Eurycoma longifolia in Radix for the Treatment of Ethanol-induced Gastric Lesion in Rats
The effect of treatment with Radix on ethanol-induced gastric lesions was investigated. The main ingredient of Radix is Eurycoma longifolia. Twenty-four rats of the Sprague-Dawley species were randomly divided into four groups. Three groups were given 0.5 mL 100% ethanol orally. Another group was used as a control and was given only distilled water orally (control). After 6 h all the rats were fed with normal diet. One group that was administered with ethanol was only given distilled water orally (no treatment). Another two groups that were administered with ethanol were treated with oral Radix 0.128 mg g-1 b.wt. (Radix) and oral ranitidine 21.4 mg kg-1 b.wt. (Ranitidine), respectively. After one week, all the rats were fasted overnight and sacrificed. The stomach was isolated and examined for the presence and severity of gastric lesions. Measurements for malondialdehyde content and gastric acid concentration were also done. It is found that the ulcer index was lower in the Radix and ranitidine group compared to the no treatment group whereas in the control group there was no lesion. There was no difference in ulcer index between the Radix and ranitidine group. The gastric MDA content was significantly higher in all the groups that were induced with ethanol compared to the control group but no difference between all the ethanol-induced groups. There was no difference in the gastric acid concentration in all groups. Hence it is concluded that Eurycoma longifolia in Radix is as effective as ranitidine in the treatment of ethanol-induced gastric lesions in rats.
Received: January 15, 2013;
Accepted: March 05, 2013;
Published: May 16, 2013
About 80% of the population is still using traditional medicine to treat health
problem (Diallo et al., 1996). Traditional medicine
includes consuming herbs, plants, animals or minerals and also practices according
to religious belief and norms. It is often termed alternative, complementary
or non-conventional medicine. Radix is a product by HPA Industries from
Malaysia. The main ingredient of Radix is Eurycoma longifolia,
which is also known as Tongkat Ali, Long jack, pasak bumi, Piak or tung saw.
Its usage is mainly focused on its aphrodisiac characteristic. Among the active
components in Eurycoma longifolia are alkaloid, saponins, erycomanone
and eurycomalactone which are able to stimulate testosterone production in male.
Tada et al. (1991) revealed the presence of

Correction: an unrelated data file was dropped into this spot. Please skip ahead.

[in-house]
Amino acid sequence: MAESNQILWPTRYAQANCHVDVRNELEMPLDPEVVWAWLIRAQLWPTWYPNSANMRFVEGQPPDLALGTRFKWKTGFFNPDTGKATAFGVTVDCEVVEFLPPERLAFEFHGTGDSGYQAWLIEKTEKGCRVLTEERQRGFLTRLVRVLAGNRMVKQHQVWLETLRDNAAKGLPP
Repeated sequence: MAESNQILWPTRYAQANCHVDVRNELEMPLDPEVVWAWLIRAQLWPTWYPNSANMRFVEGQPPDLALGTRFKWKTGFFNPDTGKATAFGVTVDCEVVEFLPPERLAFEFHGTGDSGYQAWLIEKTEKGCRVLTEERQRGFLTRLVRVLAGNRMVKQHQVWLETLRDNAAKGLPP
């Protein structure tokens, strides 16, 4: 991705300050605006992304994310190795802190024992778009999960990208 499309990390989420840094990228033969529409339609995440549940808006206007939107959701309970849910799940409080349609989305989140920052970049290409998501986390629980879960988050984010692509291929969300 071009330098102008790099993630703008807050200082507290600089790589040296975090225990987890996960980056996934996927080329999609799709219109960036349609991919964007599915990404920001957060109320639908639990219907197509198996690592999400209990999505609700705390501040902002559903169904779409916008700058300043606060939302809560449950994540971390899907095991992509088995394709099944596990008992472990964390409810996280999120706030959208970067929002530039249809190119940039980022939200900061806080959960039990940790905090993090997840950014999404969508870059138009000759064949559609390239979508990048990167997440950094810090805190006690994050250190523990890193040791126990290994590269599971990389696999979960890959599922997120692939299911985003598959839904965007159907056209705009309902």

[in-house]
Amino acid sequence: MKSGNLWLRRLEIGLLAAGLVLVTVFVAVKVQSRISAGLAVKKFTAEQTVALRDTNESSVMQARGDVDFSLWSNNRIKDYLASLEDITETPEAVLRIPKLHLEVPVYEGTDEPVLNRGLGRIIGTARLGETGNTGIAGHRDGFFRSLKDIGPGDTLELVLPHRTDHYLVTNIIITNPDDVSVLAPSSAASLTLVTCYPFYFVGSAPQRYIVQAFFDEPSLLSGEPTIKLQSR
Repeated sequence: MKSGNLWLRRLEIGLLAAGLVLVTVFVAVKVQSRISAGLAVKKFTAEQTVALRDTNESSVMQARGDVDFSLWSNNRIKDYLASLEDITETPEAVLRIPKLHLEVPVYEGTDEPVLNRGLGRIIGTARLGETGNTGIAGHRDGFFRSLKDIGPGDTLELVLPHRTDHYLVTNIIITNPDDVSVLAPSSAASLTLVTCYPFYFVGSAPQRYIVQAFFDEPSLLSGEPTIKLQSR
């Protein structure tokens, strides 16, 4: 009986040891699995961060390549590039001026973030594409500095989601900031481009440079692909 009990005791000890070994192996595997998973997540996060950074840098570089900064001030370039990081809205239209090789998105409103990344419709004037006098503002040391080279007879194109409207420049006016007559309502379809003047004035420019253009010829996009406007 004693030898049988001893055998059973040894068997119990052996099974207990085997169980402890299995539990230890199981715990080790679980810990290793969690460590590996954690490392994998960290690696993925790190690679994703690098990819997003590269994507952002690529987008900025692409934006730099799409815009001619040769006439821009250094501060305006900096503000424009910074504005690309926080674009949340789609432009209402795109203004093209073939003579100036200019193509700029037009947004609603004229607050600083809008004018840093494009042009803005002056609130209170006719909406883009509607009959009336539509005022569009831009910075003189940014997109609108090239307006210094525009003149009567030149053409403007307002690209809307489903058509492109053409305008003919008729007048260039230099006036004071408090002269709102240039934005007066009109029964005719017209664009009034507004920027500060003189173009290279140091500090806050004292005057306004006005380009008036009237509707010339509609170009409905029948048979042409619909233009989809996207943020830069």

quassinoids in Eurycoma longifolia which has anti-ulcer effect. Ulcer
is a break on an organ surface or tissue due to superficial tissue inflammation.
Peptic ulcer is ulcer that occur at the gastrointestinal tract either stomach
(gastric ulcer) and duodenum (duodenal ulcer).
The mechanism of ethanol-induced gastric lesion is complicated and multifactorial.
Ethanol causes oedema, hyperemia especially to the superficial epithelial cells,
venoconstriction, arteriol dilatation, necrosis and hemorrhage on gastric mucosal
and submucosal surface (Dinoso et al., 1976;
Guth et al., 1984). A few studies relate the
lesion formation due to its free radicals and lipid peroxidation (Hernandez-Munoz
et al., 2000; Pan et al., 2008; Salim,
1990). Malondialdehyde (MDA) is the end product of lipid peroxidation. Oxyradical
produced during ischaemia-reperfusion causes severe changes at the cellular
level. It causes cell death because it attacked the cell component which is
essential such as nucleic acid, protein and lipid. The oxy-radical also stimulates
the membrane lipid peroxidation process forming toxic products such as epoxide,
aldehyde and new free radicals (Glavin and Szabo, 1992).
This study was carried out to determine the effects of Eurycoma longifolia
in Radix for the treatment of ethanol-induced gastric ulcer in rats considering
the importance and widespread usage of traditional and complementary medicine
in the community.
MATERIALS AND METHODS
In this study, twenty-four rats of the Sprague-Dawley species (200-250 g) were randomly divided into four groups. Three groups were given 0.5 mL 100% ethanol by oral gavage. Another group was used as a control and was given only distilled water by oral gavages (control). After six hours all the rats were fed with normal rat diet. One group that was administered with ethanol was only given distilled water by oral gavage (no treatment). Another two groups that were administered with ethanol were treated with Radix 0.128 mg g-1 b.wt. diluted in distilled water (Radix) given by oral gavage and ranitidine 21.4 mg kg-1 b.wt. (Ranitidine) given by oral gavage, respectively. Food and water were given ad libitum throughout the experiment. After one week, all the rats were fasted overnight and sacrificed. The stomachs were isolated and examined for the presence and severity of gastric lesions. Measurements for MDA and gastric acid concentration were also done. This study was conducted in the Department of Pharmacology, Faculty of Medicine, Universiti Kebangsaan Malaysia and has been approved by the Universiti Kebangsaan Malaysia Animal Ethics Committee.
Measurement of gastric lesion: The lower end oesophagus and pylorus
were clamped and the stomach was removed. It was then opened up and the gastric
lesions was assessed using semi quantitative scale by Berry
et al. (1988) which have been modified by Nafeeza
et al. (1999) (Table 1).
Measurement of malondialdehyde: Gastric tissue MDA content was measured
using a method modified by Ledwozyw et al. (1986).
The gastric tissue was homogenised in distilled water, centrifuged and the diluted
supernatant was added with trichloroacetic acid.